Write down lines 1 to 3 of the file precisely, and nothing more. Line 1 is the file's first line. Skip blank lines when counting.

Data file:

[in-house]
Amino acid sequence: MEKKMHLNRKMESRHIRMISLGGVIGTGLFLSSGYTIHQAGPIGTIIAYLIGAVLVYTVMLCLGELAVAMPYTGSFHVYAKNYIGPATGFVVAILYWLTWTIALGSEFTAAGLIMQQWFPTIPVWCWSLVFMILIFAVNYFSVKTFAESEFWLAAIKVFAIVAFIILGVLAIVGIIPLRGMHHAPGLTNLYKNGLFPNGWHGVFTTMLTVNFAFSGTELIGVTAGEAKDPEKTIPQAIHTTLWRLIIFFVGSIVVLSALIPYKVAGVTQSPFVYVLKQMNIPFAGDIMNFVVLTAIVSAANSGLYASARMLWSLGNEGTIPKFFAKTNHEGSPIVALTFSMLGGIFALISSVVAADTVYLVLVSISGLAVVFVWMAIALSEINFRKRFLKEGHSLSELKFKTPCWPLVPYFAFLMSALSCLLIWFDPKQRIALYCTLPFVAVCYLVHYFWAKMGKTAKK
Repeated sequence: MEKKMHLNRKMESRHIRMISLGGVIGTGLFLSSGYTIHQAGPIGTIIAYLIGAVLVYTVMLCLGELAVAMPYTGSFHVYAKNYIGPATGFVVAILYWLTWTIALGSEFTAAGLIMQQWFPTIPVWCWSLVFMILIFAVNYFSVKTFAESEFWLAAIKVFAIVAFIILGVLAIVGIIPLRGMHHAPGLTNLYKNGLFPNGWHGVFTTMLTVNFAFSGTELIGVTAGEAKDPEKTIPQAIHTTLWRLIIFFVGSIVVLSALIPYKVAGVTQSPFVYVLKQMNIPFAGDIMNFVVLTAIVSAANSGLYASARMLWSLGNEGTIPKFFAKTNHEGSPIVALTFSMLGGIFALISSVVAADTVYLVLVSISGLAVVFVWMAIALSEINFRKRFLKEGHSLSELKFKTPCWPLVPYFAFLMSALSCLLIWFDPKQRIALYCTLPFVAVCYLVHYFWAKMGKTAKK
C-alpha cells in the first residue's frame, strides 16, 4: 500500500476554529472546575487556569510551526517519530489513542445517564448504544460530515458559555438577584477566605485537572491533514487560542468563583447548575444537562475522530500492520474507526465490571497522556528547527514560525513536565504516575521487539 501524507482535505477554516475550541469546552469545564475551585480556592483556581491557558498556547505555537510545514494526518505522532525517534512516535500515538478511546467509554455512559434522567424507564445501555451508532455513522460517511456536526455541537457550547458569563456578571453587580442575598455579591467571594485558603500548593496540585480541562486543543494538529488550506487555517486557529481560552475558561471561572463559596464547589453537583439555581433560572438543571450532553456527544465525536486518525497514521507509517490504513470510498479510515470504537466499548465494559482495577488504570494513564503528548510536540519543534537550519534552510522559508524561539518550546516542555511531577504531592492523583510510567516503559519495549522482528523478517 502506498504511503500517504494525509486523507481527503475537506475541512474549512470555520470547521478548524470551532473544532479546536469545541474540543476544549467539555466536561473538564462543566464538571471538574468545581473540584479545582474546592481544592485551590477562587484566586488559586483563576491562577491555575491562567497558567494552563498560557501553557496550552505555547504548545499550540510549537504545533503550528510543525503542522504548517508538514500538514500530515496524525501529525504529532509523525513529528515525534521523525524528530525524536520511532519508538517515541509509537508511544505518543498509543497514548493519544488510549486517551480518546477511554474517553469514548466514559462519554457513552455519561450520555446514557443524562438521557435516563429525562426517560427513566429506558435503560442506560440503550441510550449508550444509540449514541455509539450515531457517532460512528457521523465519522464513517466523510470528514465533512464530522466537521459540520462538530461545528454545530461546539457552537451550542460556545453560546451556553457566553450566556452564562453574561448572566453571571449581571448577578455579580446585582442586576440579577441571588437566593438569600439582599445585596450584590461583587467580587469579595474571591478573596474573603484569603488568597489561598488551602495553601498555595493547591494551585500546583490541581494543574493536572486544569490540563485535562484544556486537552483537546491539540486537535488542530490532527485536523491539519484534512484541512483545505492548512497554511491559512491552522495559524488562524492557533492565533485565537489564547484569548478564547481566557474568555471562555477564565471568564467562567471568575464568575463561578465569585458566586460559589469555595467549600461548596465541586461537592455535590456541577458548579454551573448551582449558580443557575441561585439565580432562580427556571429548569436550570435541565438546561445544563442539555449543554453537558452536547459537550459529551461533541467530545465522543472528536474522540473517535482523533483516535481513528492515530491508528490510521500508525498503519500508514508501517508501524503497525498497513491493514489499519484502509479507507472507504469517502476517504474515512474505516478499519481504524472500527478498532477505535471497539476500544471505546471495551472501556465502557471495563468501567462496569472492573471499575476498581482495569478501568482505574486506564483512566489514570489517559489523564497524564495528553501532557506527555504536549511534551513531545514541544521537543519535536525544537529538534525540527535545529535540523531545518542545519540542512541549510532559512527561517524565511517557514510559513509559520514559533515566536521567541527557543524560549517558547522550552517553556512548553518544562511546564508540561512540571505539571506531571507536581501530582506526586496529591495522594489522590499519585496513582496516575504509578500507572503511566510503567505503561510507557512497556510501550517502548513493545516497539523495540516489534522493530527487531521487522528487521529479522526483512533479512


[in-house]
Amino acid sequence: MEKKMHLNRKMESRHIRMISLGGVIGTGLFLSSGYTIHQAGPIGTIIAYLIGAVLVYTVMLCLGELAVAMPYTGSFHVYAKNYIGPATGFVVAILYWLTWTIALGSEFTAAGLIMQQWFPTIPVWCWSLVFMILIFAVNYFSVKTFAESEFWLAAIKVFAIVAFIILGVLAIVGIIPLRGMHHAPGLTNLYKNGLFPNGWHGVFTTMLTVNFAFSGTELIGVTAGEAKDPEKTIPQAIHTTLWRLIIFFVGSIVVLSALIPYKVAGVTQSPFVYVLKQMNIPFAGDIMNFVVLTAIVSAANSGLYASARMLWSLGNEGTIPKFFAKTNHEGSPIVALTFSMLGGIFALISSVVAADTVYLVLVSISGLAVVFVWMAIALSEINFRKRFLKEGHSLSELKFKTPCWPLVPYFAFLMSALSCLLIWFDPKQRIALYCTLPFVAVCYLVHYFWAKMGKTAKK
Repeated sequence: MEKKMHLNRKMESRHIRMISLGGVIGTGLFLSSGYTIHQAGPIGTIIAYLIGAVLVYTVMLCLGELAVAMPYTGSFHVYAKNYIGPATGFVVAILYWLTWTIALGSEFTAAGLIMQQWFPTIPVWCWSLVFMILIFAVNYFSVKTFAESEFWLAAIKVFAIVAFIILGVLAIVGIIPLRGMHHAPGLTNLYKNGLFPNGWHGVFTTMLTVNFAFSGTELIGVTAGEAKDPEKTIPQAIHTTLWRLIIFFVGSIVVLSALIPYKVAGVTQSPFVYVLKQMNIPFAGDIMNFVVLTAIVSAANSGLYASARMLWSLGNEGTIPKFFAKTNHEGSPIVALTFSMLGGIFALISSVVAADTVYLVLVSISGLAVVFVWMAIALSEINFRKRFLKEGHSLSELKFKTPCWPLVPYFAFLMSALSCLLIWFDPKQRIALYCTLPFVAVCYLVHYFWAKMGKTAKK